By Dan Shine
Our Congregational Roots:
The New Haven Colony
The New Haven Colony, settled in 1638, was the strictest of the colonies in its adherence to Puritanism; indeed, New Haven clung to the Puritan way of life long after it had disappeared elsewhere.
New Haven’s 500 original settlers were the followers of the powerful and dynamic minister John Davenport, and his friend Theophilius Eaton; together they had come to this area by way of Boston. Finding Boston too liberal-thinking for their ultra-conservative tastes, the group traveled again by ship to the place known as Quinnipiac, and settled there, renaming it New Haven.
It was the dream of this group to escape English persecution and establish a church-run, theocratic, model community that would set an example for the other colonies and for England. In the words of Puritan minister John Winthrop, “We shall be as a city on a hill, and the eyes of the world will be upon us.”
Built around nine square blocks, New Haven was the first “planned community” in the colonies. With its natural harbor, New Haven was predestined to one day become a thriving commercial center.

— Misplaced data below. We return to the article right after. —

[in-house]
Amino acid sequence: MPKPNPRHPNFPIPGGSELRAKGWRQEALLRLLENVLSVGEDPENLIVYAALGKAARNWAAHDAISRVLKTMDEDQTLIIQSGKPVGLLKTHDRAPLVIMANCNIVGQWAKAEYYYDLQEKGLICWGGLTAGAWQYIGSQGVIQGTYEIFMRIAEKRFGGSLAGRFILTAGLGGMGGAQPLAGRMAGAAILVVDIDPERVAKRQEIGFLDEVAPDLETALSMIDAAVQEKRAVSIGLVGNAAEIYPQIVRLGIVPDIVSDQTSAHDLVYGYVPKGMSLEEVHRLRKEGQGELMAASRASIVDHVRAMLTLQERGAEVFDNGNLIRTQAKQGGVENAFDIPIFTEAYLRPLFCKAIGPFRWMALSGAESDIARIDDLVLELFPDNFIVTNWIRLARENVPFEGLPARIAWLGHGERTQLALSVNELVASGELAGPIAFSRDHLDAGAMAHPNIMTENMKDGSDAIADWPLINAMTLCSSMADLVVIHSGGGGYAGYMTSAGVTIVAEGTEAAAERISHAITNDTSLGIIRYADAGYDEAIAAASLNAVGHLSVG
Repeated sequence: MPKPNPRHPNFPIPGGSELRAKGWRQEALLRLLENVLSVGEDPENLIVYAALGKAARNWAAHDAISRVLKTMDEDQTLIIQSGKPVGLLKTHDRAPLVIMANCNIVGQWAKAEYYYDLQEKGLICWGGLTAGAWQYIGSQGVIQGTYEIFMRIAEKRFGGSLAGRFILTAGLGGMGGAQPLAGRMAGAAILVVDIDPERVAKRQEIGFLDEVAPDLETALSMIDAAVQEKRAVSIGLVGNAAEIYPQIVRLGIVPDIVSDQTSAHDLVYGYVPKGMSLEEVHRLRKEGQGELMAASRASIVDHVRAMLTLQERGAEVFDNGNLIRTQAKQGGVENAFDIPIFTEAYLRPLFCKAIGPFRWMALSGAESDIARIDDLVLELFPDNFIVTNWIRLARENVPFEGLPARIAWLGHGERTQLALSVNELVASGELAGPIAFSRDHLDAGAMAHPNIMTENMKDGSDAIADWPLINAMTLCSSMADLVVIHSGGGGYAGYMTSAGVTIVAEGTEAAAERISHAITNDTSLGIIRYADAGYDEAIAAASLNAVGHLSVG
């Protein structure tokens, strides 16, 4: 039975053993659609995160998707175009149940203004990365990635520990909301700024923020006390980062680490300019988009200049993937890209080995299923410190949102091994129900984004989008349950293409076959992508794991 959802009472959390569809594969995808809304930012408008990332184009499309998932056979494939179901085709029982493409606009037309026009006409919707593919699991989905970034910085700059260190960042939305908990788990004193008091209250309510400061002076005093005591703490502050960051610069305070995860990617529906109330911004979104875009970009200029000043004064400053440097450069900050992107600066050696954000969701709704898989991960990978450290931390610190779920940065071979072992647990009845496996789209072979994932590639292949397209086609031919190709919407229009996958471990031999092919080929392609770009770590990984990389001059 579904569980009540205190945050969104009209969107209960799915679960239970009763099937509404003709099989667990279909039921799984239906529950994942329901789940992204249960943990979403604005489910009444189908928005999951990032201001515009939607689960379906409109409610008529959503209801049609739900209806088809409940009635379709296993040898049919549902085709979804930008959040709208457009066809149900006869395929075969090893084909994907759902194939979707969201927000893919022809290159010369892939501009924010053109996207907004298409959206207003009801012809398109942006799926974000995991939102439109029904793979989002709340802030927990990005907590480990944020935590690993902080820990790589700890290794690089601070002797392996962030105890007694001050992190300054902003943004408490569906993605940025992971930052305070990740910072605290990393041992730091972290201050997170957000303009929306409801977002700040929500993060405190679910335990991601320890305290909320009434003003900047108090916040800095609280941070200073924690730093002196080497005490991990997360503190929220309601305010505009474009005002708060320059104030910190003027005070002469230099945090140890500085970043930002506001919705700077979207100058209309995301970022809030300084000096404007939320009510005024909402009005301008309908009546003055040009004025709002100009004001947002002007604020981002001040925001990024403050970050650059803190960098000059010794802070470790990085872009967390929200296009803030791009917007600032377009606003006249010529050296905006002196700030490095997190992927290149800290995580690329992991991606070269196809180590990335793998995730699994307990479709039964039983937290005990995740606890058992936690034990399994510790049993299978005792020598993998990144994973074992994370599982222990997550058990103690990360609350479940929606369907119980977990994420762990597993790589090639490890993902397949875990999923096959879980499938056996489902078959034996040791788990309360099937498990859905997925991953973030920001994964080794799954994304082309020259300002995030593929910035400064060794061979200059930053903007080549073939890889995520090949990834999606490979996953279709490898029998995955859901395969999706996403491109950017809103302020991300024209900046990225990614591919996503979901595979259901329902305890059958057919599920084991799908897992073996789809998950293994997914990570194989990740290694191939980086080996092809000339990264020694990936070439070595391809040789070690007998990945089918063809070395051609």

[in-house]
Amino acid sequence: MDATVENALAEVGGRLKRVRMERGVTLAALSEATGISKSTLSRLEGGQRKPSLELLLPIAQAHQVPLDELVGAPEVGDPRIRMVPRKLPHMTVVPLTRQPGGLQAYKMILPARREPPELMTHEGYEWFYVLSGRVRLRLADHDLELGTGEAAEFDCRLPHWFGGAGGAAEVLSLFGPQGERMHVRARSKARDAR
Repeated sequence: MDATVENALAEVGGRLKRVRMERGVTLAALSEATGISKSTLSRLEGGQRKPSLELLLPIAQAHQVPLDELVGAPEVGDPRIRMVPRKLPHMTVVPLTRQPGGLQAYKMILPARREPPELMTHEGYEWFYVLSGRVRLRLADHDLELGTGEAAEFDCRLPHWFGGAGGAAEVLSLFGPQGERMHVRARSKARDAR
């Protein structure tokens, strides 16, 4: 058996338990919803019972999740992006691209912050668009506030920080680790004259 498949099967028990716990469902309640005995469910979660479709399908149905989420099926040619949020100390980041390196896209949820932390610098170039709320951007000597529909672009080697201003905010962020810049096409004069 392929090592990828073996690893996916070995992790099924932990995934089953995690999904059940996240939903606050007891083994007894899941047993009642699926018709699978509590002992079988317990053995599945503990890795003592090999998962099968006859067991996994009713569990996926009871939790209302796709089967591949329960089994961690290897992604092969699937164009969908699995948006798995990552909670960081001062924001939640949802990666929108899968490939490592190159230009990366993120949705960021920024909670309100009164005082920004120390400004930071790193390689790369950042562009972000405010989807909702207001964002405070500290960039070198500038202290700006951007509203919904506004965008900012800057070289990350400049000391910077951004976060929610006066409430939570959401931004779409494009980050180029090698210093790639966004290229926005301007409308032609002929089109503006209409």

For 28 years, New Haven existed as an independent colony, until it was annexed by the the Connecticut Colony in 1665. This change was not at all popular with the Puritans, but by now they were no longer alone in the colony that they had founded.
Fearing the secularization and religious dilution that they expected would evolve in the settlement, the Puritans migrated once again, and established what today is known as Newark, New Jersey. It is noted that historically, this repeated migration was normal behavior among Puritans in the Colonies, who often moved again and again.
The community that the Puritans had established here did not crumble when they moved on; instead it grew and flourished. In New Haven, where once Puritanism had prevailed, Congregationalism now began to take root.